susan ford bales

Remembering Mom and Dad

The daughter of President Gerald and Betty Ford speaks in Rancho Mirage about her parents’ legacy.

Julie Pendray Arts & Entertainment

susan ford bales
Susan Ford Bales (center) with her late parents, President Gerald Ford and Betty Ford.

If President Gerald Ford, a former house minority leader and the man who pardoned President Richard Nixon after Watergate, were alive today, his daughter says he would probably tell Americans, “People need to learn to get along and work for the best of our country. Bipartisanship does exist and can work.”

Susan Ford Bales says there were relationships across the aisle during her father’s tenure in Washington, D.C.

“People need to learn to disagree without being disagreeable,” Bales says. “You could look at my dad’s relationship with Tip O’Neill (speaker of the house from 1977-87). Carl Albert [speaker of the house from 1971-77]was one of the people who told President Nixon, ‘Gerry Ford is the person you’re going to get, through the House and Senate, as vice president.’ President Nixon had other people in mind. Carl was from the other side of the fence but he had worked with my dad for years.” Ford became vice president after Spiro Agnew resigned, following the Watergate investigation.

Bales, 59, was in the desert late January to speak about her parents at the Rancho Mirage Writers Festival. The Fords made Rancho Mirage their home during their post–White House years, and Bales will reflect on those times during a second presentation, “President Gerald and Betty Ford: Their Lives & Legacies,” March 6 at the Annenberg Center for Health Sciences at Eisenhower Medical Center in Rancho Mirage. Her talk is part of a JFS of the Desert series, Desert Icons, hosted by Patrick Evans of CBS Local 2, following a 6 p.m. VIP reception.

Susan Ford Bales says her mother would have supported the Women’s March on Washington, D.C. in January: “She would have reminded women why they should feel empowered to express their views, no matter what the political way is…”

Bales says Rancho Mirage was the perfect place for her dad to enjoy golf and for her mom to relieve her arthritis pain. Her parents stayed here until their deaths in 2006 and 2011, respectively.

“My parents had been going to the desert for many years on vacation before they lived there,” Bales says. “Mother could go shopping and not be bothered by people. They could go to restaurants and people would let them eat in peace. They were supporters of many things in the desert: Betty Ford Center, Rancho Mirage Library, McCallum Theatre, and many events.” The Fords also had a home in Colorado.

The former first lady co-founded the Betty Ford Center for the treatment of drug and alcohol addiction after her daughter led a family intervention. Bales recalls her mother’s pill and alcohol problems had increased while her dad was out of town on the speaking circuit during retirement. The nonprofit has since merged with another national pioneering organization to become the Hazelden Betty Ford Foundation, for which Bales serves as a board member.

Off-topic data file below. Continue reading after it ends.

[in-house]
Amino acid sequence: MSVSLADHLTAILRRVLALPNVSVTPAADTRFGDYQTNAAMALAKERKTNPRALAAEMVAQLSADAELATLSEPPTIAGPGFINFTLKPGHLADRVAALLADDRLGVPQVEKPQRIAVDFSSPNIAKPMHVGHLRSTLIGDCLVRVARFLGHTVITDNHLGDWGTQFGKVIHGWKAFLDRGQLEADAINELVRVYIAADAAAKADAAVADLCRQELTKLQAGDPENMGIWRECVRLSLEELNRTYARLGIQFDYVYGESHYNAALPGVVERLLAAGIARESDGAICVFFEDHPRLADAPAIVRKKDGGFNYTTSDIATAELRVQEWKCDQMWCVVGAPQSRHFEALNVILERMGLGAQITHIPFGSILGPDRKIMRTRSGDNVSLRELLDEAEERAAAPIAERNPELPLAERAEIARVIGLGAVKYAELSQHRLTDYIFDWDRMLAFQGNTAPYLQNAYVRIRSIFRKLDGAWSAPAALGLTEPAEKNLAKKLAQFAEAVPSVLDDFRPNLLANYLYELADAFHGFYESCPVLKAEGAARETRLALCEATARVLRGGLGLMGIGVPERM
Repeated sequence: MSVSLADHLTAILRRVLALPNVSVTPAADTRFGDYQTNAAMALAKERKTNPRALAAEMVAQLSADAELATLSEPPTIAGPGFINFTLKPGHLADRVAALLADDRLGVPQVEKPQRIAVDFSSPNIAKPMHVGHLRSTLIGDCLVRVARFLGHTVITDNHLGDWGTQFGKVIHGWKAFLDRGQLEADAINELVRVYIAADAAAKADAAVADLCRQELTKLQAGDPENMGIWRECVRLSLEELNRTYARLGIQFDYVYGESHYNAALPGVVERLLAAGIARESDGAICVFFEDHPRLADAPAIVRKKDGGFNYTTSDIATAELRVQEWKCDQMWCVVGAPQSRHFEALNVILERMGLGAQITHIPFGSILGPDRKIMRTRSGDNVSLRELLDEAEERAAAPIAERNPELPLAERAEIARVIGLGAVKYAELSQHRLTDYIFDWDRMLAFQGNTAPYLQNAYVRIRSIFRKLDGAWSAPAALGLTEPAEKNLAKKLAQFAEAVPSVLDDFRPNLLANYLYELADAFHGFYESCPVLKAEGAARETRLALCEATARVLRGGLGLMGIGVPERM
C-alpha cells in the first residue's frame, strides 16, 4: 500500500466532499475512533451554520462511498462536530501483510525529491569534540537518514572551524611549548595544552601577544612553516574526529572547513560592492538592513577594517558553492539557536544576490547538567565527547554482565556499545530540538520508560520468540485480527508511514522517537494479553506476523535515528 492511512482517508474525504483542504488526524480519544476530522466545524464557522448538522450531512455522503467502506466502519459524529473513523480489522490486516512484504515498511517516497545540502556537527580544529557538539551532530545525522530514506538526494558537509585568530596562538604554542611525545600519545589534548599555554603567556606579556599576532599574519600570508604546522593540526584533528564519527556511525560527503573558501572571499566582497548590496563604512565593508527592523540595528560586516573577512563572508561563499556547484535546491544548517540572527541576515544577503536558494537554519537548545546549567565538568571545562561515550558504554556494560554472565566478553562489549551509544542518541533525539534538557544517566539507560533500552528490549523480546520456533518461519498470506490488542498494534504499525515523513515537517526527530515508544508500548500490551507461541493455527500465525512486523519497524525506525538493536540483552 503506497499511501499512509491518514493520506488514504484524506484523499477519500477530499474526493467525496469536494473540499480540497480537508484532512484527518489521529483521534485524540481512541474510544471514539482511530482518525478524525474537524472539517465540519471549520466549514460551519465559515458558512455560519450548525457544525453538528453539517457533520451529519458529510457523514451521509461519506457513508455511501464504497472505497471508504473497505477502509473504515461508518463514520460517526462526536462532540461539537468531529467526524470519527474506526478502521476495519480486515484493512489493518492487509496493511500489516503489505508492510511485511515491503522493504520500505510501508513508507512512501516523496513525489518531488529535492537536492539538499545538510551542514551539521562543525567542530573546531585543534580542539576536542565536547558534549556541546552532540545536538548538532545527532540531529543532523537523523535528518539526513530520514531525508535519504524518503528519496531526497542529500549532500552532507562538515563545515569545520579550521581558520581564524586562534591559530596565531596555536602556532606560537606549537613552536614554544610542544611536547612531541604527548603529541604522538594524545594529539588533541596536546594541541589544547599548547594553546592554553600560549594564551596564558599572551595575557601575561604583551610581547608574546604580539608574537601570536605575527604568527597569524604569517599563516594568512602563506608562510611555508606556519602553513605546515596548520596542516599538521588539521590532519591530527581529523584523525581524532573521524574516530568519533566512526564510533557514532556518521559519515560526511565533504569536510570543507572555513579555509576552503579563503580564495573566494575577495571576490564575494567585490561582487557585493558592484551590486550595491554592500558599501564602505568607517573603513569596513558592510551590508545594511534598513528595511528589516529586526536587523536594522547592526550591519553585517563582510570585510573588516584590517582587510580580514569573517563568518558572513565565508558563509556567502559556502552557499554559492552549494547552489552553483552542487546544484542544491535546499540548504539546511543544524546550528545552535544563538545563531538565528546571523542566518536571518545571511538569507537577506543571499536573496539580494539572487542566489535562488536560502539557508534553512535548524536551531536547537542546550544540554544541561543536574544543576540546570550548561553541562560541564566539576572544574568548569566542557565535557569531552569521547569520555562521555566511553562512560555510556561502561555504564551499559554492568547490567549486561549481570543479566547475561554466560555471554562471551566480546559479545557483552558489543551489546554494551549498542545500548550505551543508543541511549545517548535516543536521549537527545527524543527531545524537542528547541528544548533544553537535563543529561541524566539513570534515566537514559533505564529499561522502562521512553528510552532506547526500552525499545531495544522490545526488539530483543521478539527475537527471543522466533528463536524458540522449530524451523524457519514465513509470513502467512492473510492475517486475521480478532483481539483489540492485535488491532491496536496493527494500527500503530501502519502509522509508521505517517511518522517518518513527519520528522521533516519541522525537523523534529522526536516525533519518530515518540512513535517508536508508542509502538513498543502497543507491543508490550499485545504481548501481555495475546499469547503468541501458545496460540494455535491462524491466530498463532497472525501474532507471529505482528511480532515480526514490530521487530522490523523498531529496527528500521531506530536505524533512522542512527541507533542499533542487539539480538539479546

Betty Ford inspired a nation of women when she went public after surviving breast cancer with details about her addiction and recovery. She and Gerald Ford helped launch National Breast Cancer Awareness Week in 1984. Bales says her own upcoming talk will look at the “highlights and lowlights” of her parents’ journey. Her mother was an outspoken advocate for the Equal Rights Amendment and for abortion rights. If Betty Ford were here today, she would encourage women to continue to pursue equality, says Bales, noting that one of her own daughters attended a rally the weekend after President Trump’s inauguration.

“Mother would have cheered on the women, especially as long as they were in a peaceful manner,” she says. “She would have reminded women why they should feel empowered to express their views, no matter what the political way is, Republican or Democrat or Independent or whatever. If you look at health care for example, it’s divided into two different things — before Betty and after Betty — because of what she and Rosalynn Carter did for health care. They went up on the Hill to lobby [for legislation] so that depression and alcoholism would get covered under insurance.”

Bales says the Carters were some of her parents best friends, along with President George and Barbara Bush, whom they had known for many years before Ford became president in 1974.

Following Nixon’s resignation, Ford said in his presidential inauguration, “This is an hour of history that troubles our minds and hurts our hearts.” President Carter honored Ford in his own inauguration speech in 1977 by thanking him for “healing our land.” Bales says her dad cherished that moment for the rest of his life. She says Carter’s mention of her father in his opening remarks “is a shining example of what many politicians today should look at … look at that relationship.”

Bales, a former author and photojournalist, says being a president’s daughter caused her to “hate politics. … I have no desire to run for office,” she says. “I feel responsible to vote but politics itself is not my cup of tea.”

She is focused instead on the commissioning of the $13 billion supercarrier USS Gerald R. Ford this year. Bales says the ship was “a really important project for my dad. He found out about it six weeks before he died. He was very glad. He was a humble man and never expected things like that, so it meant a lot. I’ll be very proud to get her into the fleet, helping support America. Then I’ll continue with the Betty Ford Center and Hazelden and supporting breast cancer awareness.”

Attend Susan Ford Bales’ presentation, “President Gerald and Betty Ford: Their Lives & Legacies,” March 6 at 7:30 p.m., with a special VIP reception at 6 p.m. Annenberg Center for Health Sciences at Eisenhower Medical Center, 39000 Bob Hope Drive, Rancho Mirage. 800-595-4849;